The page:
Dawn and I went shopping last year. Not for shoes or purses, but for lawyers. We met with 14 business attorneys at quite a few good law firms. Something really surprised me: every single person we met who “wowed” us was under age 35 (says me) or at least under age 40 (says Dawn). Most of the mature, respected late forty- or fifty-somethings (all older than either of us) we met with nearly bored us to death.
I had assumed that since the older attorneys had been developing their practices for quite a while, they would be really good in prospect meetings. Not so. They talked about themselves. They asked few questions about us, our business, or what we wanted to accomplish. They seemed to think that because they worked at a “good” firm, we would want to work with them.
The younger attorneys, on the other hand, did their homework. They looked at our website and from it asked us questions about our business. They thought ahead and brought colleagues who might have expertise we needed. They asked important questions about our company and market. They offered to help us meet their friends and associates. One even offered us the use of their conference rooms while we were in town.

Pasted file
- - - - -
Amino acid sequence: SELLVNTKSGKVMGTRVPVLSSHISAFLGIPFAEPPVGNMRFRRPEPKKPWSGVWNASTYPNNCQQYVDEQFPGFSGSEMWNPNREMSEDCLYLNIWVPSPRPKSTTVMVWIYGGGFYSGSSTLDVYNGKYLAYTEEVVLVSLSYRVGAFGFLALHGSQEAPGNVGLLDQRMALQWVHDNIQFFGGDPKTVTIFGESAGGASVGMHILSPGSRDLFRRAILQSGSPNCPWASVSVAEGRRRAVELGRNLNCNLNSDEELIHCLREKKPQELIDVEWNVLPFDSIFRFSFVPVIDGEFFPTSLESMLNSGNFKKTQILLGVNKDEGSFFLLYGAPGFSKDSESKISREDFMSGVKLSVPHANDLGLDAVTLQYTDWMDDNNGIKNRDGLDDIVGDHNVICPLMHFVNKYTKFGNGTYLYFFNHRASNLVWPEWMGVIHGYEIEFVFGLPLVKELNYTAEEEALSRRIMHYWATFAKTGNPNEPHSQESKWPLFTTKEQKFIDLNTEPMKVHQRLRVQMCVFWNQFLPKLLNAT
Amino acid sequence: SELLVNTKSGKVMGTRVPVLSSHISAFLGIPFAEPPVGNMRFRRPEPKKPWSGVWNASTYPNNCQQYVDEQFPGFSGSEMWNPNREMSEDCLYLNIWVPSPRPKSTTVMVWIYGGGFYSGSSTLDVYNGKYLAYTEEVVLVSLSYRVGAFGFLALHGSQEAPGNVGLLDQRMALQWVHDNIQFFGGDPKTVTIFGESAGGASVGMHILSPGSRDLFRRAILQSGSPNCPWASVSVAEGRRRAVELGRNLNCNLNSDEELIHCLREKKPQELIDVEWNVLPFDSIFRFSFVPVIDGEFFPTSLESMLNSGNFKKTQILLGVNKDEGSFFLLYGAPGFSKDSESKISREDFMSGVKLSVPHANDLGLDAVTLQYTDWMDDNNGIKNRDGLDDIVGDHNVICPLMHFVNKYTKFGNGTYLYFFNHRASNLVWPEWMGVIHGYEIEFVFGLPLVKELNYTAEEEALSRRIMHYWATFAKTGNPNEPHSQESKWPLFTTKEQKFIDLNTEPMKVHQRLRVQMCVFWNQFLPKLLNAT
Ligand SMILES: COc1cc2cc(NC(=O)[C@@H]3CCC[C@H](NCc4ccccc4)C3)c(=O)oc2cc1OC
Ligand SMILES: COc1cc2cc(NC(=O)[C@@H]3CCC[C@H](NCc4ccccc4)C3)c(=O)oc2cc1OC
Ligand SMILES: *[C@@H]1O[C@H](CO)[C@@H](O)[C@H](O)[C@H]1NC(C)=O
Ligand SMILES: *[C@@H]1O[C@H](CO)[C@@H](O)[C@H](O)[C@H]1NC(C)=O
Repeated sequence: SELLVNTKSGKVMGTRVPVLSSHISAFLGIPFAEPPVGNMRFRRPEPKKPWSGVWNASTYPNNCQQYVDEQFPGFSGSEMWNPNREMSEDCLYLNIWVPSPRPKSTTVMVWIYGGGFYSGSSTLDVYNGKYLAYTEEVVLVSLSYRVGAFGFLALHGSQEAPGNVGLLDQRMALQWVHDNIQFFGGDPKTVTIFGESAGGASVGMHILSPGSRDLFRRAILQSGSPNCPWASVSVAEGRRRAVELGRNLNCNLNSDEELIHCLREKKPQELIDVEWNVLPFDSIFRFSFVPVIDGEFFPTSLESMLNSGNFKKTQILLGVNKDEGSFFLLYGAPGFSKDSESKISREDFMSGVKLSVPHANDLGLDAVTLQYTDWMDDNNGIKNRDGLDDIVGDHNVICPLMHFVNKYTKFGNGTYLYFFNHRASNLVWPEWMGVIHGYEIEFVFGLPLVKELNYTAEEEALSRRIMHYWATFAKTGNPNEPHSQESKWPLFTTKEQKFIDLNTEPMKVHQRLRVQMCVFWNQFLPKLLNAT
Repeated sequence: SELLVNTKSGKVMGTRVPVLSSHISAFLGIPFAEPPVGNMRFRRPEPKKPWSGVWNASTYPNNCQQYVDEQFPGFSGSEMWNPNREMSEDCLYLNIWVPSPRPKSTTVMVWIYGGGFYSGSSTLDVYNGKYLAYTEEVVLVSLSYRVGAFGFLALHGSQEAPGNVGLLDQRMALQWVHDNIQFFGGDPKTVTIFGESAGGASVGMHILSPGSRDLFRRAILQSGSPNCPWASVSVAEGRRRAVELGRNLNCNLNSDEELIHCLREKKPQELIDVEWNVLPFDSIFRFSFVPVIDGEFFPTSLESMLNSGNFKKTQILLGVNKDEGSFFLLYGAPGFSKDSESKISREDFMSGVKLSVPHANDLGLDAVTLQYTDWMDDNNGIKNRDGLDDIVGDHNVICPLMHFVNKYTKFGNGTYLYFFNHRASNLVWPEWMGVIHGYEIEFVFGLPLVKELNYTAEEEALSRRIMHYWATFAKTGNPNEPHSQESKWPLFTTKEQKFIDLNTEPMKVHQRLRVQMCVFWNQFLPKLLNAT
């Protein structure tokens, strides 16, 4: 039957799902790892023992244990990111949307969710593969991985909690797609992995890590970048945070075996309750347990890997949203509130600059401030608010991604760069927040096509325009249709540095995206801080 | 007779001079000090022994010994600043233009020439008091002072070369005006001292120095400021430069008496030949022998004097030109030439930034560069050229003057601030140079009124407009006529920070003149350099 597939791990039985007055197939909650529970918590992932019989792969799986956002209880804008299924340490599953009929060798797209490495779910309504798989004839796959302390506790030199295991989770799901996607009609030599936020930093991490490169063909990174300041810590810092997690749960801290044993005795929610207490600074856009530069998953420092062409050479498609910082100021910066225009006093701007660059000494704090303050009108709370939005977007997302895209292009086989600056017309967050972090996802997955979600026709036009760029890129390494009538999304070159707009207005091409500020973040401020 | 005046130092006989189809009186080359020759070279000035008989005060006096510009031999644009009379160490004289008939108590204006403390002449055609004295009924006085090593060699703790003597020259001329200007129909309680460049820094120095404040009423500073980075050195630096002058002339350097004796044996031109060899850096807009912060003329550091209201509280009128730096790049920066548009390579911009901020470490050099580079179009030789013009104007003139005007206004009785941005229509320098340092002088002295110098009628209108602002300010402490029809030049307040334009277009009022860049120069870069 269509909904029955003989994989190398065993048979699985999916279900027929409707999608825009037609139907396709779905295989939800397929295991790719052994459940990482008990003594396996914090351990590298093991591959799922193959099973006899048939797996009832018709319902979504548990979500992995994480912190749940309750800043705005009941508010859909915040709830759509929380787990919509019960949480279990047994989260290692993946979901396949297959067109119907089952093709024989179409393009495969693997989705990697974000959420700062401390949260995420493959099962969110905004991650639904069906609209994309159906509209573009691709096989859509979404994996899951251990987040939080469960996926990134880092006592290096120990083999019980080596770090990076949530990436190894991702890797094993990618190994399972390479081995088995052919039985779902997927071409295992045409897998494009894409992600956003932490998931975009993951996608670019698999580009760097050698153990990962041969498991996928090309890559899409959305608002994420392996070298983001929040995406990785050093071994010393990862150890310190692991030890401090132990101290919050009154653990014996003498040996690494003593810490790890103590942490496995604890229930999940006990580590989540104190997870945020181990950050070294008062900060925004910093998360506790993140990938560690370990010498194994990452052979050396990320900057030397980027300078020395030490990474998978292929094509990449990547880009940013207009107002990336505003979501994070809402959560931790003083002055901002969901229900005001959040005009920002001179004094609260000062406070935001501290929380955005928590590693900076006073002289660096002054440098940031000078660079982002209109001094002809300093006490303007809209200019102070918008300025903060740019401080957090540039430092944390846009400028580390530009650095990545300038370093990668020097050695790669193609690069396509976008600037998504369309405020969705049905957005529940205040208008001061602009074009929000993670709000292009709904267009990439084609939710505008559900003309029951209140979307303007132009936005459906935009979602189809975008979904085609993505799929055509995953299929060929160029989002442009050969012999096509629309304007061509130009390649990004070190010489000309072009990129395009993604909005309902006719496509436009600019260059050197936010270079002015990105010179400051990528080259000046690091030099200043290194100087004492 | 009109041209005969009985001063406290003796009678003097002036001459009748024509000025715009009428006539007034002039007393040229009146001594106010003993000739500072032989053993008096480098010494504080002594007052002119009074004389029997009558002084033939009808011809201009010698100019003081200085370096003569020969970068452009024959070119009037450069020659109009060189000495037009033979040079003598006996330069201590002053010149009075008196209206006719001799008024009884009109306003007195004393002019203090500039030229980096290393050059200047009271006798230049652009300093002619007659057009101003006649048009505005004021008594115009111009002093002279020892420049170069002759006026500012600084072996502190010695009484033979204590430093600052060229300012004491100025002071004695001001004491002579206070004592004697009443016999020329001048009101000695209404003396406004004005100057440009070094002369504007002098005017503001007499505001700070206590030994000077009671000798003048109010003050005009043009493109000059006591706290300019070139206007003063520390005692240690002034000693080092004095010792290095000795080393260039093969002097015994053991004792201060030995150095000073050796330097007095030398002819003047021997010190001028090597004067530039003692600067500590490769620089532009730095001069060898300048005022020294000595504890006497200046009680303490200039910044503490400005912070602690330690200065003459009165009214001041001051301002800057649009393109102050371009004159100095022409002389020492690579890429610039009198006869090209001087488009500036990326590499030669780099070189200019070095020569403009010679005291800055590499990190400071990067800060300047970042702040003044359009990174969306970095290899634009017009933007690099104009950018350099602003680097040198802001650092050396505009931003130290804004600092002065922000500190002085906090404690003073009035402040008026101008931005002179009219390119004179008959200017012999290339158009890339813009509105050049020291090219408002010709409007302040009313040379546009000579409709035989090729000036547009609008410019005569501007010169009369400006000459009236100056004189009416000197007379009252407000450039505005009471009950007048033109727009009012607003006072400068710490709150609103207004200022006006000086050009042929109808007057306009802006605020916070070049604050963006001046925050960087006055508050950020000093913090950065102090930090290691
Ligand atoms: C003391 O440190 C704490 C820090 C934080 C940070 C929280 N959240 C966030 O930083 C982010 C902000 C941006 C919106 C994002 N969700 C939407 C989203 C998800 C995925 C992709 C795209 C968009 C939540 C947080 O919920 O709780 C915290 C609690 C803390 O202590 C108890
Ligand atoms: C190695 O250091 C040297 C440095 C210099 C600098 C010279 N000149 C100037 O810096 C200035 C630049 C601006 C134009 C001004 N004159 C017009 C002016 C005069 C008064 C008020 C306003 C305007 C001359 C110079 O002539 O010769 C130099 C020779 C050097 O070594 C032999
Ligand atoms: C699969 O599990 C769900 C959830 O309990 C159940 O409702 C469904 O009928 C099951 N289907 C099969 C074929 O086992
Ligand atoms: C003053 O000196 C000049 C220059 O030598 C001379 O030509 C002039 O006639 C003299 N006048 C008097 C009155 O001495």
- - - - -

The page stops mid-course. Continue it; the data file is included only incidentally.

This experience directly contradicts what I hear from the Baby Boomer leaders I work with in law and CPA firms who claim that the upcoming generation is not committed to developing new business.
So this is what I learned for myself: As I meet more and more prospects younger than me, I had better not slip into the comfortable mode of believing that just because I am older, I know more than they do. Condescension and knowing everything is an easy place to slip into: like pale pink stretch pants, it is a fashion that looks bad on pretty much everyone.
What did I learn to help the leadership groups I work with? There really is a generational divide in what looks like business development. To my generation it meant join the Chamber of Commerce and meet a bunch of people at evening socials while your family keeps your dinner warm. Talk about the credibility and history of your firm to prove you are the cream of the crop.
To your generation it means do your homework on the Internet, focus on prospect needs, and offer more than just the services of the firm. Add value through the services of your connections and network.
Question: How would you prepare for a prospect meeting?